So while all our travels are on hold, it’s giving me an opportunity to go back and write about our travels from years past that I never got to. Today I’m sharing with you my visit to the George Eastman House in Rochester, NY. Since photography is one of my loves, this was right up my ally, because George Eastman was the founder of the Kodak Company. Although Kodak isn’t really relevant in today’s photography/camera market, it’s was the most influential in the history of photography. Kodak was responsible for developing the film that is still used by today’s consumers and while film isn’t as prevalent nowadays, Kodak brought photography to the mainstream, making it more available to the everyday user helping lead us to where we are today with digital photography.
Since we were in Rochester, NY for Rob to go to training, I had a good portion of the day to explore on my own. The Eastman museum is the world’s oldest museum dedicated to photography and one of the world’s oldest film archives. This museum is a leader in film preservation and photograph conservation, educating archivists, and conservators from all over the world. Geeking out over old cameras, the history behind Eastman’s beautiful mansion, and all the photography relics and other exhibits was a perfect way to spend my morning. There is a fee to get in $15 now, but that includes 2 tours that you can hop in on; a tour of the house and another, outside in the gardens. I did both.
Eastman’s house which was completed in 1905, which had revolutionary technology that we now take for granted like central AC. The complex is also the home to 500-seat Dryden Theatre, which is the primary exhibition space for showcasing the museum’s collection of motion pictures, recent restorations, as well as traveling exhibitions and premieres of new foreign and independent films.
Eastman was also an avid explorer and huntsman. He would go on regular safaris to Africa, bagging himself elephants, rhinos, and antelope. He would then would use the taxidermied animals as decorations, ashtrays, and umbrella holders, which are all on display. (The elephant head is a facsimile based on a plaster cast of the original. Legend has it that the real elephant head is buried under the Rochester Zoo.) Here’s our tour guide telling us about it.
You park behind the house and enter through the museum entrance before entering into the mansion. I enjoyed seeing all the old camera and reading their history. For those that love photography history, the camera to the left is a Panaflex Gold II 35mm cine camera ca. 1987
The one to the right is a Motiograph Deluxe projector, ca. 1928
When I was there they had a Photography and America’s National Park Exhibit, which I thoroughly enjoying having just traveled to Yosemite earlier that year.
Just before entering the mansion, you see a picture of George Eastman with a short synopsis of his life. He was one of the outstanding philanthropists of his era, donating more than $100 million to art institutions, public parks, hospitals, dental clinics, and charitable organizations around the world. (Read what it says next to his picture here.) And just to give you an insigh to how wealthy his really was when he died in 1932 he was worth $84.9 million which today would equal about $1.6 billion!! So this means he gave away nearly $2 billion according today’s money! You gotta respect that!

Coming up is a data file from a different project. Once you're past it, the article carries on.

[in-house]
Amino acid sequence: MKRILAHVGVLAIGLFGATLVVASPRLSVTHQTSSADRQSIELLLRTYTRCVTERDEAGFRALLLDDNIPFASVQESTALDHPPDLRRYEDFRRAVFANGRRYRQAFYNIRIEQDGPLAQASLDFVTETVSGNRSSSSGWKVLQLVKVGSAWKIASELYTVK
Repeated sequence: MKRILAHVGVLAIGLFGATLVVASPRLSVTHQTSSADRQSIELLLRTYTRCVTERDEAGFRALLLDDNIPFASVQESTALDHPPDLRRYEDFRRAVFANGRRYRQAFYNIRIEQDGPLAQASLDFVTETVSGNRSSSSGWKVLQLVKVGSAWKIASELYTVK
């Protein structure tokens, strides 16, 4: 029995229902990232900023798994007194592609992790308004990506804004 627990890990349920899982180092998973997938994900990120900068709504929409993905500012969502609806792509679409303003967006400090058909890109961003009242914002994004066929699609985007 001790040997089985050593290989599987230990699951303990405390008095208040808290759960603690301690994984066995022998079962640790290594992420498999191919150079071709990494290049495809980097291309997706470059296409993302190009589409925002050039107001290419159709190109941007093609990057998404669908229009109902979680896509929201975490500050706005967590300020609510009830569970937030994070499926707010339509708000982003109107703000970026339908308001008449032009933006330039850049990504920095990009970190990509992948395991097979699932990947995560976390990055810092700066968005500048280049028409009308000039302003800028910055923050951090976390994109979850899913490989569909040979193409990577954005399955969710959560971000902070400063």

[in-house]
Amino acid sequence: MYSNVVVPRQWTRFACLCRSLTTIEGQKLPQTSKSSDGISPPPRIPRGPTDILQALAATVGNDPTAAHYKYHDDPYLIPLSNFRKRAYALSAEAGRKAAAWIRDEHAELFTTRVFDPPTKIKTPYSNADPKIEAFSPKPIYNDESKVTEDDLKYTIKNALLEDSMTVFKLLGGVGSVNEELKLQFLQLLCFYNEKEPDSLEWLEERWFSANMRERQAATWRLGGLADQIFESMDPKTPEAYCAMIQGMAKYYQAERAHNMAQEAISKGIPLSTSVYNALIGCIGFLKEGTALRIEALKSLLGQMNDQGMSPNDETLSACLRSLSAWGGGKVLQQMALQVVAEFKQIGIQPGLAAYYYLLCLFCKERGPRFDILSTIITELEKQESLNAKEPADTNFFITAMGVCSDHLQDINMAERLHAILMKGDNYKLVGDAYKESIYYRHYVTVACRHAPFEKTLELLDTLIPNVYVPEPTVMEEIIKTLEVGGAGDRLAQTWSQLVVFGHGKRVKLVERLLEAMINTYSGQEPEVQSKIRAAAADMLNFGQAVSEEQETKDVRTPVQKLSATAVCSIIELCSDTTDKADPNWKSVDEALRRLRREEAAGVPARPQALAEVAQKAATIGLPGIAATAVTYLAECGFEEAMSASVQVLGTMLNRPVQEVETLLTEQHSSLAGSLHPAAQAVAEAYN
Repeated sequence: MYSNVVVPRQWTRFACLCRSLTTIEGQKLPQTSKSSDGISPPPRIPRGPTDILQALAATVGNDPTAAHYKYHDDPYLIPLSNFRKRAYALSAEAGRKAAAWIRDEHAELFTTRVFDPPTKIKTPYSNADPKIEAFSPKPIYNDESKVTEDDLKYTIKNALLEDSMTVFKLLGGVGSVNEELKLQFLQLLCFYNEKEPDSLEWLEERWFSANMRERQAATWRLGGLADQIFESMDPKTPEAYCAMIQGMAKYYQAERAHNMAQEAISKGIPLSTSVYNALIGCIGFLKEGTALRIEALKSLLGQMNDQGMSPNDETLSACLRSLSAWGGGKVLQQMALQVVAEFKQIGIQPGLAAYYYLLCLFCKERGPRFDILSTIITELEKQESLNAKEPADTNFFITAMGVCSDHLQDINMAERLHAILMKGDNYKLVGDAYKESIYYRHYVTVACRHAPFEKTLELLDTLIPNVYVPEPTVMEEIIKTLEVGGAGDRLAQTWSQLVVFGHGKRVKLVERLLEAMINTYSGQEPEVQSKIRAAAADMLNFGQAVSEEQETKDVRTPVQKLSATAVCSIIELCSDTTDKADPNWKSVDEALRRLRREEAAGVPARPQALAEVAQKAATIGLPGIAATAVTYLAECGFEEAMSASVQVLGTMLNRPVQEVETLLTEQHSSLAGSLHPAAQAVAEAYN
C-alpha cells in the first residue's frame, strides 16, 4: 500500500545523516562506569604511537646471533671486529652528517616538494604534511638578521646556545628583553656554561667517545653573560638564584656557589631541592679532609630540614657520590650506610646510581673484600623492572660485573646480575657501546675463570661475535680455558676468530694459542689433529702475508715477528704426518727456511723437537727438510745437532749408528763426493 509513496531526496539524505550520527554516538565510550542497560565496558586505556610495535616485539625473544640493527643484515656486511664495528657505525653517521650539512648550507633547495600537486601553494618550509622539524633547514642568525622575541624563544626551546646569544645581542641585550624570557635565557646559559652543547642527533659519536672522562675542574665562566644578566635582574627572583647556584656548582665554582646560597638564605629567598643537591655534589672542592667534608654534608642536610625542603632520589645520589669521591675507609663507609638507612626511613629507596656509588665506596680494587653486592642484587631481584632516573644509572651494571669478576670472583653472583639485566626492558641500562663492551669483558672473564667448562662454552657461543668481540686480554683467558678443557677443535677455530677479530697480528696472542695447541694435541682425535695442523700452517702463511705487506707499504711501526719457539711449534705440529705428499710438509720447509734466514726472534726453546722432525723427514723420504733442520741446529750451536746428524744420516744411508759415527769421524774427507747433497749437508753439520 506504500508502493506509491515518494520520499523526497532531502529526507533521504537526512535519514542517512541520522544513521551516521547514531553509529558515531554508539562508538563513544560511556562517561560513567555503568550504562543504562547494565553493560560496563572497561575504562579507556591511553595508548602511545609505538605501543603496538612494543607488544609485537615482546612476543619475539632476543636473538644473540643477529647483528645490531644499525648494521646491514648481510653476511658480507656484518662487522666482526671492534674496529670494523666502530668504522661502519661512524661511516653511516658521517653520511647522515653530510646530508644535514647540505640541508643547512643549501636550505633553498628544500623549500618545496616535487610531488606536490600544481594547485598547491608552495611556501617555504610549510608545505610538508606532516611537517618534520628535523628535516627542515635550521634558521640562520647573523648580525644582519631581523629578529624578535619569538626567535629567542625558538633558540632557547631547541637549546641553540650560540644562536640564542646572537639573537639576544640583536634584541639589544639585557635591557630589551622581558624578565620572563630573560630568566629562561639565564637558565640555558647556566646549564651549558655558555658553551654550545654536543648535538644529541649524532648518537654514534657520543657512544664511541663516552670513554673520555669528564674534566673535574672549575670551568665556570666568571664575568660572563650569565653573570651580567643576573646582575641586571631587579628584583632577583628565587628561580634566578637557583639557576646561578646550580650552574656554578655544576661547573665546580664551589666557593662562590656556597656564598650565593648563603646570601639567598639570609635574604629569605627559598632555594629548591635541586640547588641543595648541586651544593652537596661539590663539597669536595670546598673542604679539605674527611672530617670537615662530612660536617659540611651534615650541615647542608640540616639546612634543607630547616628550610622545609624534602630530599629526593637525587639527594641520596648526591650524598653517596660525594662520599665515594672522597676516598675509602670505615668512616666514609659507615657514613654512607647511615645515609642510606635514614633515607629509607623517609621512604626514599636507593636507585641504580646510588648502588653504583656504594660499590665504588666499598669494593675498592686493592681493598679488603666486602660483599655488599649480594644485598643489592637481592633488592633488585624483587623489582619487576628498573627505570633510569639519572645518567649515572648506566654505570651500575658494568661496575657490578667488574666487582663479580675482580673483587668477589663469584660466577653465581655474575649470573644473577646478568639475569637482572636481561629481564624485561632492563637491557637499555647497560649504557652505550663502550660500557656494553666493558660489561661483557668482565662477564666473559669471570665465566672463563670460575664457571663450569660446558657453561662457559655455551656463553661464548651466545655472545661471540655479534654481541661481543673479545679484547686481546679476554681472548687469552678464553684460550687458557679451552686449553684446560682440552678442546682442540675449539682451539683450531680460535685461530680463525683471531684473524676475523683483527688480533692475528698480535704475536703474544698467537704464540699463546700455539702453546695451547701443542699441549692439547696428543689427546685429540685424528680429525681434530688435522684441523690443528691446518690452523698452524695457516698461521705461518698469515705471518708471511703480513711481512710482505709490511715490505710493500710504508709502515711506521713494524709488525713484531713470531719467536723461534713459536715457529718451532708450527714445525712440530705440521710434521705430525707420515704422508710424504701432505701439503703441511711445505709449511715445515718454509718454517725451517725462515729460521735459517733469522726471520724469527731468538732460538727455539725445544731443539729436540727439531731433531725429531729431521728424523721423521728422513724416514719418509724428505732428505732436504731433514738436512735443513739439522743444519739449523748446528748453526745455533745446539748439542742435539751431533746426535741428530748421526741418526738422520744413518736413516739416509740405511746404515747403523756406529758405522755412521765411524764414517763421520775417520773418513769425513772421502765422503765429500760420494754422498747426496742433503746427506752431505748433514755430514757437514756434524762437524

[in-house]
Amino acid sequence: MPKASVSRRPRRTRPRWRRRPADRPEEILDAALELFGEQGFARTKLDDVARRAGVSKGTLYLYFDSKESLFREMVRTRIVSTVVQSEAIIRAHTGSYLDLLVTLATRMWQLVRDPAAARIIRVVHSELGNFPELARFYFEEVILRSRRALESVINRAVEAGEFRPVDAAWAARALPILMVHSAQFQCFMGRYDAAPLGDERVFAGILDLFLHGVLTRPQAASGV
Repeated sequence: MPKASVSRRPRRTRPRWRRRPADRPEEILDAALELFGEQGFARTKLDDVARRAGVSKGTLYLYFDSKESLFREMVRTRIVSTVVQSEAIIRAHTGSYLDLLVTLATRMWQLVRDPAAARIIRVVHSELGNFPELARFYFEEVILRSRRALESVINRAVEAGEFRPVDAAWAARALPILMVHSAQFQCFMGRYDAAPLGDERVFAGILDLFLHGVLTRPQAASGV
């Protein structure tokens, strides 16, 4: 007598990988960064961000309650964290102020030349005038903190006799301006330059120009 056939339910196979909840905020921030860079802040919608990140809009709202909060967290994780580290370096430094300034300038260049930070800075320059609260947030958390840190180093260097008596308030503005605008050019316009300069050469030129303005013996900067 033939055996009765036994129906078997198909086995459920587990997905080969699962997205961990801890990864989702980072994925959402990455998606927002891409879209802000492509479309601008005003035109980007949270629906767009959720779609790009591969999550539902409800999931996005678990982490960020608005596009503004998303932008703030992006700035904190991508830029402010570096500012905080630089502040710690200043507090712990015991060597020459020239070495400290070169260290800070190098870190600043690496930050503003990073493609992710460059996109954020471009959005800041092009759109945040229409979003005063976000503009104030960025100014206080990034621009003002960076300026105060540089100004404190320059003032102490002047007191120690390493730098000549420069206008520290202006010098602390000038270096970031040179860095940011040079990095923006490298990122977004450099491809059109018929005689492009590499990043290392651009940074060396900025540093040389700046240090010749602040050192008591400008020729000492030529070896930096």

One of their ongoing exhibits (located on the 2nd floor) is called Making Photographs: The First 50 Years, which focuses on the development of daguerreotype, wet-plate, and dry-plate photography; and The Revolutionary Kodak, which showcases the new system of photography that Eastman introduced to the world—through both the evolution of the camera and the snapshots each has captured.
In the Eastman Mansion, one of my favorite rooms is one you enter in pretty soon after the tour starts. It’s a beautiful conservatory with Eastman’s elephant trophy (which is actually a fiberglass replica of an elephant Eastman bagged while on an African safari.)
Aeolian Pipe Organ in the conservatory (read more)
Something I found absolutely fascinating was that in 1919 Eastman became dissatisfied with the size of the conservatory. He decided to have the room enlarged about ten feet. The house was divided in half, part of it was placed on rollers, and it was moved back the necessary distance. (picture)
Views from on house of the Terrace Garden, which is the oldest and most formal garden on George Eastman’s estate designed between 1902 and 1904 by Alling DeForest. It includes 23 beds containing more than 90 varieties of plants.
On the Garden tours you get to see several area around the Eastman mansion. Historic Landscape. This is the West Garden originally called the “sunken garden.”
If you’re ever in Rochester, NY, which I highly recommend adding it to your bucket list, and you enjoy history, photography, and/or beautiful home, I highly recommend you visit the Eastman Museum.
If you would like to read about my first full day in Rochester>>>Rochester, NY Trip Report – Day 1